New York Democrat Assemblyman Anthony Brindisi’s own district hired him to pursue a lawsuit against opioid manufacturers — a case that could net his firm millions of dollars.
Oneida County’s decision is remarkable given both Brindisi’s position within the state government and the firm’s history with drug crimes. Brindisi’s father, Louis Brindisi, was charged in 1990 with using the firm to mastermind the local cocaine trade. He pleaded guilty to cocaine possession in 1991, and the trafficking charges were dropped. Brindisi continues to deny any involvement in the drug trade. Prosecutors in an unrelated murder trial also claimed Louis was involved with the mob and helped a pair of assassins target another man in 1976.
Louis’ son has since become a state Assemblyman and joined the family firm, rounding out the outfit’s current title to Brindisi, Murad, Brindisi & Perlman. Local governments have twice hired the firm to investigate the opioid crisis with the goal of suing pharmaceutical manufacturers. Brindisi hopes to join the U.S. House of Representatives November 2018, running against incumbent Republican Rep. Claudia Tenney.
Tenney claims firms like his are only profiting from the epidemic, while Brindisi touts fighting the opioid crisis as a central point of his campaign. Oneida hired Brindisi’s law firm alongside two others, Cherundolo Law Firm and attorney Robert Julian. Oneida isn’t the only municipality to offer taxpayer funds for the trio to investigate the opioid crisis. The Village of Herkimer, which lies just outside of Brindisi’s assembly district, hired the same firms November 2017.
“Law firms engaged in representing taxpayer interests against opioid manufacturers and distributors should not be able to profit off the backs of vulnerable individuals in recovery,” Tenney said in a statement. “That’s why I’m calling on law firms to provide representation pro bono and defer all legal fees from any settlement to efforts combating the opioid epidemic.”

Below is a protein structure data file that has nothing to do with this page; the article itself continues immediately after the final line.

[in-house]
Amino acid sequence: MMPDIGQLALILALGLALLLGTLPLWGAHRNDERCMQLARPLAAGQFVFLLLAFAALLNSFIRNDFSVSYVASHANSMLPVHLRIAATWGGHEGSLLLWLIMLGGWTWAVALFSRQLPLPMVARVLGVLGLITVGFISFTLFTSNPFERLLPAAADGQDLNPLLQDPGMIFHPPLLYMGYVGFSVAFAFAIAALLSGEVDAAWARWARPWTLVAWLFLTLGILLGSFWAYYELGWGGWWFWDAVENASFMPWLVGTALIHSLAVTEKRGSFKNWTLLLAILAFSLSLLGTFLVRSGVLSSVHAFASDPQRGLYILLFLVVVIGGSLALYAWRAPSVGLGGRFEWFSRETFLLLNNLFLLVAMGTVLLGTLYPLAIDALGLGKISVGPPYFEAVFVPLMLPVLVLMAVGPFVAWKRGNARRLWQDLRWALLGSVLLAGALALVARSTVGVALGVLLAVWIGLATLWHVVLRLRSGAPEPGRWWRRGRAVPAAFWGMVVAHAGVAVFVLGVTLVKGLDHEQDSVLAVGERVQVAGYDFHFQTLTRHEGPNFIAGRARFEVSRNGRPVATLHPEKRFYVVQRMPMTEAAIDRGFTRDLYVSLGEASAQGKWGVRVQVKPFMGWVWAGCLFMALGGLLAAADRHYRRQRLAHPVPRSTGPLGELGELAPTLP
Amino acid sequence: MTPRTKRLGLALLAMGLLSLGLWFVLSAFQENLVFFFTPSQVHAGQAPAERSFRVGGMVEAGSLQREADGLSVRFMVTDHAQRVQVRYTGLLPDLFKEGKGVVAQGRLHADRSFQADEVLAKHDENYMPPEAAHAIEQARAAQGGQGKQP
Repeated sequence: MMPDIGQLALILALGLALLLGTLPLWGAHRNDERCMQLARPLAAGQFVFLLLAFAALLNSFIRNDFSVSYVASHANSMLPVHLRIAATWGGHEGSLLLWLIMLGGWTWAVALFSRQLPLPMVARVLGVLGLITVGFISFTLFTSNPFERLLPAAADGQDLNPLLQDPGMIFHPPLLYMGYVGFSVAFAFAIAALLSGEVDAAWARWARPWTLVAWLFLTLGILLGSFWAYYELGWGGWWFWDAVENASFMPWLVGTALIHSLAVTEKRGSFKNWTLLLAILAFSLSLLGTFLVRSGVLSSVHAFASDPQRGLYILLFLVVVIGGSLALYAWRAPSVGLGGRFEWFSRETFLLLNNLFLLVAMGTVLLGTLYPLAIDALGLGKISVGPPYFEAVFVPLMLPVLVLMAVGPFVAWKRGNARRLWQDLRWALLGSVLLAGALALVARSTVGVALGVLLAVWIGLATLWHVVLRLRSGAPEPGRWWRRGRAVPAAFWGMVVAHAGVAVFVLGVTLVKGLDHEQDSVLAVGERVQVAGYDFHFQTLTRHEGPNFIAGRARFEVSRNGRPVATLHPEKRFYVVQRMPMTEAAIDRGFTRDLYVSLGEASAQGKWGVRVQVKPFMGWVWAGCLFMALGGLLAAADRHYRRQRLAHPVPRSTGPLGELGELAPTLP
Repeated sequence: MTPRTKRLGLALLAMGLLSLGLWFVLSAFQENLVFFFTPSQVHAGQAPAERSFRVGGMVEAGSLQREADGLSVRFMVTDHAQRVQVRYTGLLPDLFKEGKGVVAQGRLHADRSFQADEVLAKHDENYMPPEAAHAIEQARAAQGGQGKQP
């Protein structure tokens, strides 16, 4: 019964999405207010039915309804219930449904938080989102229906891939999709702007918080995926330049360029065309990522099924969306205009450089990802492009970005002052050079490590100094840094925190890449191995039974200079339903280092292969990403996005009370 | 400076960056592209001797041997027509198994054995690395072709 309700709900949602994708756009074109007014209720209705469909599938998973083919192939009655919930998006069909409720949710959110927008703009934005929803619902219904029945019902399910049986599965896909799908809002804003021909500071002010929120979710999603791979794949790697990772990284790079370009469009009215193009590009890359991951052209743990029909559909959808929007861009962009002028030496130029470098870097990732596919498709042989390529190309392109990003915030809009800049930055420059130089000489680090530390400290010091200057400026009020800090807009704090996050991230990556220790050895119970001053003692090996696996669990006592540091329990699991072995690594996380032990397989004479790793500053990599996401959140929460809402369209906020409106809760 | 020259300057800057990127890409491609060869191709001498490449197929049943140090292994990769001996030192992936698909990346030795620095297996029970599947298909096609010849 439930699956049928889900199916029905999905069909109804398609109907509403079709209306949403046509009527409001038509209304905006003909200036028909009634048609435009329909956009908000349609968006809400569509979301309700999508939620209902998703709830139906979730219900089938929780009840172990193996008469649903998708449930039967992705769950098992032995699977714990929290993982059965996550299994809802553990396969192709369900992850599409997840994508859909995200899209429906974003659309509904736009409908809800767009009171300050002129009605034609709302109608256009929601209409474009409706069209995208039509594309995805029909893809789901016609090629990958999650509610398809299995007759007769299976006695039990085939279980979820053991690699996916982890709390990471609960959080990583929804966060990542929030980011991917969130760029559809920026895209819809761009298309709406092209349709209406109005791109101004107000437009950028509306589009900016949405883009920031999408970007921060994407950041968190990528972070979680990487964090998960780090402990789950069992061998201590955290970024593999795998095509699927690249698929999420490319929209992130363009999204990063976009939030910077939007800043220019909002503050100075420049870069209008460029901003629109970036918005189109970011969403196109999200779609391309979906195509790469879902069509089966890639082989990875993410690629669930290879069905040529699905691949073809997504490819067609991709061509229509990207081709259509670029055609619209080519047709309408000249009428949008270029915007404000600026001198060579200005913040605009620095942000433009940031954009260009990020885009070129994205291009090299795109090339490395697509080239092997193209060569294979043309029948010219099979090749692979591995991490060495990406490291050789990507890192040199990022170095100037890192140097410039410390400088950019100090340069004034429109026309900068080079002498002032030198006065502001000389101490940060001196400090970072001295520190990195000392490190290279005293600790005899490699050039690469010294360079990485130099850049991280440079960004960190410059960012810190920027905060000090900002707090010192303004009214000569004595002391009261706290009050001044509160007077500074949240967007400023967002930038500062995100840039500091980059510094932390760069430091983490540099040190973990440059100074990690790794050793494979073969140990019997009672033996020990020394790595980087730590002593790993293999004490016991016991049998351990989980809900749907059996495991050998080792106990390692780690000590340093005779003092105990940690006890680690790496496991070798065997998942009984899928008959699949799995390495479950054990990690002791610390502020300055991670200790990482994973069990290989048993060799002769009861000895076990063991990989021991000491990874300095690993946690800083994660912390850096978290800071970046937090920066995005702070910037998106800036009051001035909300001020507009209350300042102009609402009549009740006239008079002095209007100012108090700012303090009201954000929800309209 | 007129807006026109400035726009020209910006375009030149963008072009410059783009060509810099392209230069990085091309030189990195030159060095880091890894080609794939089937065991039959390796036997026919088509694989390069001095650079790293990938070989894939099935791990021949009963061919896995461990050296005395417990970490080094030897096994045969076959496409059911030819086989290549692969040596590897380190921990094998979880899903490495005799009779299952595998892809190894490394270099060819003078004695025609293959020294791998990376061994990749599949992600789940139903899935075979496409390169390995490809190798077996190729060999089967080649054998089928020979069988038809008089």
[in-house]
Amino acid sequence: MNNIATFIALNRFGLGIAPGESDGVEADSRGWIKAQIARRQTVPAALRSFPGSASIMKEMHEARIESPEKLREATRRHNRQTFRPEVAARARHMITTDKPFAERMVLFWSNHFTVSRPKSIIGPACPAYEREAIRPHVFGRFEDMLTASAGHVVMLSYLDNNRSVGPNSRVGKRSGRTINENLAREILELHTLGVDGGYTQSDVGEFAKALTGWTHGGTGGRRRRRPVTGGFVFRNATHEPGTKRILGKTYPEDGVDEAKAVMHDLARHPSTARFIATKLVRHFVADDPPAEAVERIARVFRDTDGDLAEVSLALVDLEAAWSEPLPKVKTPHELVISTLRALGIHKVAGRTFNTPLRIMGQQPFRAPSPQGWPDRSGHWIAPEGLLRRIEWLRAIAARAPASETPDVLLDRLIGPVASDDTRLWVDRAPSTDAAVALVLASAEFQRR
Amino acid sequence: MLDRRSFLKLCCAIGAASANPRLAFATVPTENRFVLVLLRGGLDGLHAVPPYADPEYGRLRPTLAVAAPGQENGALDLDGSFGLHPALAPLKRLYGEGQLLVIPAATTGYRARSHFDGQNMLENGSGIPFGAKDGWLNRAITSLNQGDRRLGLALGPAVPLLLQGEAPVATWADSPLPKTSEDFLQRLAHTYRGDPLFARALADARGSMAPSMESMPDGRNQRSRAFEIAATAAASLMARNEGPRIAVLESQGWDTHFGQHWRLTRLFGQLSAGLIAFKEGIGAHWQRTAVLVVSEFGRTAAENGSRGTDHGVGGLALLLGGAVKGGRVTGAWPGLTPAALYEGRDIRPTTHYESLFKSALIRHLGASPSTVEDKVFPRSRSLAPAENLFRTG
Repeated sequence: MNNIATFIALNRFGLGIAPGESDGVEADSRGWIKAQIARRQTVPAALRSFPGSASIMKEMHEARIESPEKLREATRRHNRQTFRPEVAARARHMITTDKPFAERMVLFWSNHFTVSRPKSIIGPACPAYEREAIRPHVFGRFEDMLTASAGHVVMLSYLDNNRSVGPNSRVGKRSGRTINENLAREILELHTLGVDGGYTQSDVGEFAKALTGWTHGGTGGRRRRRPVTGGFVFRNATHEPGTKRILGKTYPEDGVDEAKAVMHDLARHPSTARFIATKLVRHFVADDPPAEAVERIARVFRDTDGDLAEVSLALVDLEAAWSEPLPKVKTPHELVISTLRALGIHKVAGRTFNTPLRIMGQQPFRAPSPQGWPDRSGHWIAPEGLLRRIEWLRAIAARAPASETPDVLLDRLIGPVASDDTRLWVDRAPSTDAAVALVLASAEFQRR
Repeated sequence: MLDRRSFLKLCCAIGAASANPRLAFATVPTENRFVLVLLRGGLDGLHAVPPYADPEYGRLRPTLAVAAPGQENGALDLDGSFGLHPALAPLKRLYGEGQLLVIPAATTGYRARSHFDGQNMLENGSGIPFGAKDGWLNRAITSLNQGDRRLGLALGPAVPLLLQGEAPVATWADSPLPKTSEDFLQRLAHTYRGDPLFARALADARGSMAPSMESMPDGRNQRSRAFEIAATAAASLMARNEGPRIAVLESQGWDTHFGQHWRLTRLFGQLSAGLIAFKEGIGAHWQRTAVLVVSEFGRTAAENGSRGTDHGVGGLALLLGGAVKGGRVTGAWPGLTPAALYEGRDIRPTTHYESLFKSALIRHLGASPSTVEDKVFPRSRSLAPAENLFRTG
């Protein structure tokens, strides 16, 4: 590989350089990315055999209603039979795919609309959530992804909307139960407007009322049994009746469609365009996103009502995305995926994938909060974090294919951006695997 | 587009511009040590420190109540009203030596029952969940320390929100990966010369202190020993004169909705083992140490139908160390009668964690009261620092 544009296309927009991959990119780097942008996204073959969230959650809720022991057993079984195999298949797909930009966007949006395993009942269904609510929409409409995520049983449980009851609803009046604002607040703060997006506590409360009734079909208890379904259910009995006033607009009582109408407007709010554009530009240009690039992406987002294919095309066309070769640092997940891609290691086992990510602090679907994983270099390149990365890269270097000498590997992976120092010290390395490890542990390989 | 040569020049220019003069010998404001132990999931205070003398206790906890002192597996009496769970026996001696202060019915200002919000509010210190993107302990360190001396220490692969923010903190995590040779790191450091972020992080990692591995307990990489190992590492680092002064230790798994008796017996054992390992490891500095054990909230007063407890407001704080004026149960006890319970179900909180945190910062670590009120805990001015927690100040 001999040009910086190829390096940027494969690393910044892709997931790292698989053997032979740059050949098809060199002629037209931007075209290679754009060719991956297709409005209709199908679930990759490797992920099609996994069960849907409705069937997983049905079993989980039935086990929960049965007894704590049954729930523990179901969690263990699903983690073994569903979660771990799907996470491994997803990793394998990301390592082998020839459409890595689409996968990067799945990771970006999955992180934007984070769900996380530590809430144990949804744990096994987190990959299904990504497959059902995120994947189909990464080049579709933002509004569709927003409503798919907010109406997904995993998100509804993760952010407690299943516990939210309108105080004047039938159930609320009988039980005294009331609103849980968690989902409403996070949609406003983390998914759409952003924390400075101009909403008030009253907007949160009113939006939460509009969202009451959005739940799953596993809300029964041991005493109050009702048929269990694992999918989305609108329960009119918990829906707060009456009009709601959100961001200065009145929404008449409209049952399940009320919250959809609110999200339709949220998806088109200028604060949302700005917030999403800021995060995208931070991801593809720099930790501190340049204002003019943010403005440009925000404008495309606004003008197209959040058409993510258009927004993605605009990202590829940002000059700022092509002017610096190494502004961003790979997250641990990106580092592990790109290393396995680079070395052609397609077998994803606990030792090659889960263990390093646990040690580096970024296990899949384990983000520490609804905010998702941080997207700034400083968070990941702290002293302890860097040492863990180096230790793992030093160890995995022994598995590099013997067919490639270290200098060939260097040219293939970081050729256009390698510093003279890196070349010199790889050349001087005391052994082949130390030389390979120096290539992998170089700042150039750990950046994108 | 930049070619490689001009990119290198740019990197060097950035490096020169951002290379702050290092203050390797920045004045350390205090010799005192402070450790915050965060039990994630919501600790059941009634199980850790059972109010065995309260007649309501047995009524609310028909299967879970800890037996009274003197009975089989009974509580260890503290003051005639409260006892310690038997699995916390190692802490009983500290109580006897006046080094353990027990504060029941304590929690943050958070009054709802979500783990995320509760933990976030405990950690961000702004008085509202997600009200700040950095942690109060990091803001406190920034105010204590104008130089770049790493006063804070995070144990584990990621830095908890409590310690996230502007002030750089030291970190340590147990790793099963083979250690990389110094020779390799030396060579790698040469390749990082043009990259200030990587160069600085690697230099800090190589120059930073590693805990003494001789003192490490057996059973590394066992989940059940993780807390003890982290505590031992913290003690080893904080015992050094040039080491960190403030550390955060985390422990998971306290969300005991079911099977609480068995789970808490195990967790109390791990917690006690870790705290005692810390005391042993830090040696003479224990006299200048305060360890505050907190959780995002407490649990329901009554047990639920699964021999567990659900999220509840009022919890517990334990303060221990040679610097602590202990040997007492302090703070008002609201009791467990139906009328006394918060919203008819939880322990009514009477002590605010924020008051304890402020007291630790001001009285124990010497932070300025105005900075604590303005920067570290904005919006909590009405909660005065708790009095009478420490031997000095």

Herkimer and Oneida are among dozens of jurisdictions nationwide that have pursued lawsuits against pharmaceutical manufacturers for their part in the current epidemic — including counties in Maryland, Pennsylvania, West Virginia, Wisconsin and many others. The lawsuits accuse companies — like Purdue Pharma, Teva Pharmaceuticals, Janssen Pharmaceuticals, Endo Pharmaceuticals and Insys Therapeutics — of false advertising and encouraging doctors to over-prescribe medication to get patients addicted.
Oneida County counted 166 drug overdose deaths between 2013 and 2016, tracing 56 to heroin, 26 to fentanyl, 24 to both heroin and fentanyl, and 30 to other opioids.
Many critique the hiring of an elected official’s firm is uncommon, particularly when the firm has a history with drug crime, while lawsuits on these grounds are the norm.
“This is part of a pattern of corruption we’ve seen with Albany politician Anthony Brindisi,” the National Republican Congressional Committee told The Daily Caller News Foundation. “His involvement in a scheme to profit off the opioid epidemic is just the latest disturbing revelation.”
Brindisi’s contract with the county stipulates none of the firms will receive payment until the county receives an “acceptable” recovery, according to the Observer-Dispatch. It’s likely there will be a payout, with so many jurisdictions filing and with the Justice Department endorsing their lawsuits.
The three firms will split 40 percent of the proceeds if Oneida files a lawsuit and it is successful. New York City’s similar lawsuit demands a payout of $500 million.
Brandisi’s office did not respond to TheDCNF’s request for comment in time for publication.
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